If you are interested in learning more about Burns Library holdings on witchcraft, please contact the Burns Library Reading Room at 617-552-4861 or burnsref@bc.edu.  You may also learn more about theses books by doing a basic search for witchcraft in Holmes, the BC University Libraries online catalog.  If you need help with searching in Holmes, visit this guide to learn some tips and tricks.

  • Zach Weinsteiger, Burns Library Reading Room Assistant & M.A. Student in the English Department
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Exhibitions Update: The Everyman’s Library

EverymansLibrary4A new Burns Library exhibit, The Everyman’s Library: Volumes from the Collections of the John J. Burns Library is now on display in the Margaret E. Ford Tower through December 31, 2014. The Everyman’s Library (EML) was first conceived in 1905 by the publisher Joseph Malaby Dent and editor Ernest Rhys. The goal of EML was to create a collection of 1,000 volumes of classic literature that would appeal to every type of person, from students, scholars and professionals to the everyday working man. They would be divided into different categories, originally thirteen in total and have corresponding design attributes. The key to this endeavor was to make the books affordable, and they were originally available for the very low price of one shilling. The name “Everyman” comes from the medieval play of the same name in which the character Knowledge says the following to the character Everyman:

Everyman, I will go with thee
and be thy guide,
In thy most need to go
by thy side.

This 1910 edition of Warren Hastings: A Biography is an excellent example of the beautiful title page that editions of EML had until the mid 1930’s. It was designed by Reginald Knowles and is inspired by the works of William Morris, a 19th century artist who founded the Kelmscott Press. Each of the thirteen subject areas of EML had a different design and quote. This quote (for biography) is by John Milton. This volume is from the Williams Collection.

This 1910 edition of Warren Hastings: A Biography is an excellent example of the beautiful title page that editions of EML had until the mid 1930’s. It was designed by Reginald Knowles and is inspired by the works of William Morris, a 19th century artist who founded the Kelmscott Press. Each of the thirteen subject areas of EML had a different design and quote. This quote (for biography) is by John Milton. This volume is from the Williams Collection.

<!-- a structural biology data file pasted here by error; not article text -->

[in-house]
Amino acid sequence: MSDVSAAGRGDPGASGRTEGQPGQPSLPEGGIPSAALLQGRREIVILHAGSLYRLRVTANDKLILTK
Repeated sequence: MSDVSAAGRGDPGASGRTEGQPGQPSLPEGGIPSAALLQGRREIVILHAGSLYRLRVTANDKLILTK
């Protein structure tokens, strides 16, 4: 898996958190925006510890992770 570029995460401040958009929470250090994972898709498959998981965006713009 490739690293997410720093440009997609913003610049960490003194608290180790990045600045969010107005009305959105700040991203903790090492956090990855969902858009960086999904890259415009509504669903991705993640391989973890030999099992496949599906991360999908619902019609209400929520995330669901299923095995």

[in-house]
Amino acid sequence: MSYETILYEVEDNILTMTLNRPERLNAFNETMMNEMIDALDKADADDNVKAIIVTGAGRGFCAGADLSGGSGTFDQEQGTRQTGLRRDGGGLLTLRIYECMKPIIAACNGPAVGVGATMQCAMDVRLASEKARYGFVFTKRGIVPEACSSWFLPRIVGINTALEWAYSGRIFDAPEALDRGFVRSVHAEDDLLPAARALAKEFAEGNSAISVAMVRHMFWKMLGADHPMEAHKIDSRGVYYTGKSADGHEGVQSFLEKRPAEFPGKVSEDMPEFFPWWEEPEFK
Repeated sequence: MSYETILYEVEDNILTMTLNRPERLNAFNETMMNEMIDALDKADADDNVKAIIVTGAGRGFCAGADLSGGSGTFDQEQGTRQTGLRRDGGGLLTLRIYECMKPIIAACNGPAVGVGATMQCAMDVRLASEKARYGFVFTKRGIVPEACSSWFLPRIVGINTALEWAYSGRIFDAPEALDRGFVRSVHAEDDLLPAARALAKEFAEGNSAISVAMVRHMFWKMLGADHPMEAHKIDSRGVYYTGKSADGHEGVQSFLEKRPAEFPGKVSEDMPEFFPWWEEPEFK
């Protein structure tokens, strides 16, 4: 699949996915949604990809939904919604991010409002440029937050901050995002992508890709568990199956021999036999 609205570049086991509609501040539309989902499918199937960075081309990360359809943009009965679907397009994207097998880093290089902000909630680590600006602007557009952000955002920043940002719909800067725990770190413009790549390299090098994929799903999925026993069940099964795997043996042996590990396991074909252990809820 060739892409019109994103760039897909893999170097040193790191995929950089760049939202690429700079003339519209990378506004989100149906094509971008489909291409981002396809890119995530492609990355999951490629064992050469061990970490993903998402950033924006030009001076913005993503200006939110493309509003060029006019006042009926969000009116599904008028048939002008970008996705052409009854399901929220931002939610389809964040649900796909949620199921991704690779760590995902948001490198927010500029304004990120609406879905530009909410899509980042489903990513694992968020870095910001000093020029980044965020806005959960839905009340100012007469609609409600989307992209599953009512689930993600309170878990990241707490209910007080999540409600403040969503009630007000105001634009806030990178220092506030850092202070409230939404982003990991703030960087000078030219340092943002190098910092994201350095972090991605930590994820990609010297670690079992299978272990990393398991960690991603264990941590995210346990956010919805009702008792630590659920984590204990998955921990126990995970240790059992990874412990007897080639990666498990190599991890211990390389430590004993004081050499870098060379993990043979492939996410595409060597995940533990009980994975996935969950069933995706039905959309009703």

The library began publication in February 1906 and four years later 500 volumes had already been published. Through two world wars and a depression, the series finally published volume 1,000 in 1956. In 1988 the publishing company J.M. Dent was sold and eventually the Everyman series was re-launched in the early 1990s. Though very different from the early editions of 1906, you can still buy Everyman’s Library books through Alfred A. Knopf in the United States and Random House abroad.

This exhibit has two purposes; first to show the changing styles of EML throughout the many decades it was in print, and second to show the variety of collections at the Burns Library that contain volumes of the series.

This 1911 edition of A Tale of a Tub: The Battle of the Books and Other Satires by Jonathan Swift is an excellent illustration of the paste-downs used by EML from 1906-1934. Like the title page and spine, it was designed by Reginald Knowles. It features a quote from the medieval morality play Everyman. The woman pictured is the character Good Deeds, and the quote was said by her sister, Knowledge. This edition is from the Irish Collection.

This 1911 edition of A Tale of a Tub: The Battle of the Books and Other Satires by Jonathan Swift is an excellent illustration of the paste-downs used by EML from 1906-1934. Like the title page and spine, it was designed by Reginald Knowles. It features a quote from the medieval morality play Everyman. The woman pictured is the character Good Deeds, and the quote was said by her sister, Knowledge. This edition is from the Irish Collection.